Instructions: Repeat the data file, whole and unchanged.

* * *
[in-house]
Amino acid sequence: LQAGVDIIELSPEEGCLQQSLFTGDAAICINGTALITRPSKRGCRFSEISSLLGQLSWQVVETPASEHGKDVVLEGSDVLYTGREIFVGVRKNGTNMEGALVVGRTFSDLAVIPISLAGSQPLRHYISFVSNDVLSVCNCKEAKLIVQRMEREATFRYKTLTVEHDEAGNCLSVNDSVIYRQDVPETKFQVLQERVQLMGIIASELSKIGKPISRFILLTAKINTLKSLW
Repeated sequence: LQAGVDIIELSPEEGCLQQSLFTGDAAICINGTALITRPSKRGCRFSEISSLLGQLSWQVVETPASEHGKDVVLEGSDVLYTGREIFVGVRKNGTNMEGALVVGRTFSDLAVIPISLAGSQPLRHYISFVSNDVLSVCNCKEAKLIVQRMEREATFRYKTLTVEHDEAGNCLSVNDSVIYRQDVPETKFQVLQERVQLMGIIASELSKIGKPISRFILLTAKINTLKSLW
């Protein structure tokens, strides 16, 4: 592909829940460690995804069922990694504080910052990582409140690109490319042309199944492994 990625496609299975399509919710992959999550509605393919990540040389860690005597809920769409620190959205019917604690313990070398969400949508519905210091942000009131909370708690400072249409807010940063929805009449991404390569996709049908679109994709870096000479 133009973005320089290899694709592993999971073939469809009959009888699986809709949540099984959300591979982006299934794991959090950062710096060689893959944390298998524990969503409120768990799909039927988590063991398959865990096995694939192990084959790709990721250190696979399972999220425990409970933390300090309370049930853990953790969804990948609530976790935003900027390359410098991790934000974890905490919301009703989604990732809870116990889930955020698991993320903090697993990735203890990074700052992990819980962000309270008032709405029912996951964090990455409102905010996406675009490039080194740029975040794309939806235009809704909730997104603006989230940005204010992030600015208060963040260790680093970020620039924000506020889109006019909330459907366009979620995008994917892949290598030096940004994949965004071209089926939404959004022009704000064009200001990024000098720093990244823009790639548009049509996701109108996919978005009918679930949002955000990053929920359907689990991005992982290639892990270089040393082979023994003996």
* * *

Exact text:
[in-house]
Amino acid sequence: LQAGVDIIELSPEEGCLQQSLFTGDAAICINGTALITRPSKRGCRFSEISSLLGQLSWQVVETPASEHGKDVVLEGSDVLYTGREIFVGVRKNGTNMEGALVVGRTFSDLAVIPISLAGSQPLRHYISFVSNDVLSVCNCKEAKLIVQRMEREATFRYKTLTVEHDEAGNCLSVNDSVIYRQDVPETKFQVLQERVQLMGIIASELSKIGKPISRFILLTAKINTLKSLW
Repeated sequence: LQAGVDIIELSPEEGCLQQSLFTGDAAICINGTALITRPSKRGCRFSEISSLLGQLSWQVVETPASEHGKDVVLEGSDVLYTGREIFVGVRKNGTNMEGALVVGRTFSDLAVIPISLAGSQPLRHYISFVSNDVLSVCNCKEAKLIVQRMEREATFRYKTLTVEHDEAGNCLSVNDSVIYRQDVPETKFQVLQERVQLMGIIASELSKIGKPISRFILLTAKINTLKSLW
């Protein structure tokens, strides 16, 4: 592909829940460690995804069922990694504080910052990582409140690109490319042309199944492994 990625496609299975399509919710992959999550509605393919990540040389860690005597809920769409620190959205019917604690313990070398969400949508519905210091942000009131909370708690400072249409807010940063929805009449991404390569996709049908679109994709870096000479 133009973005320089290899694709592993999971073939469809009959009888699986809709949540099984959300591979982006299934794991959090950062710096060689893959944390298998524990969503409120768990799909039927988590063991398959865990096995694939192990084959790709990721250190696979399972999220425990409970933390300090309370049930853990953790969804990948609530976790935003900027390359410098991790934000974890905490919301009703989604990732809870116990889930955020698991993320903090697993990735203890990074700052992990819980962000309270008032709405029912996951964090990455409102905010996406675009490039080194740029975040794309939806235009809704909730997104603006989230940005204010992030600015208060963040260790680093970020620039924000506020889109006019909330459907366009979620995008994917892949290598030096940004994949965004071209089926939404959004022009704000064009200001990024000098720093990244823009790639548009049509996701109108996919978005009918679930949002955000990053929920359907689990991005992982290639892990270089040393082979023994003996």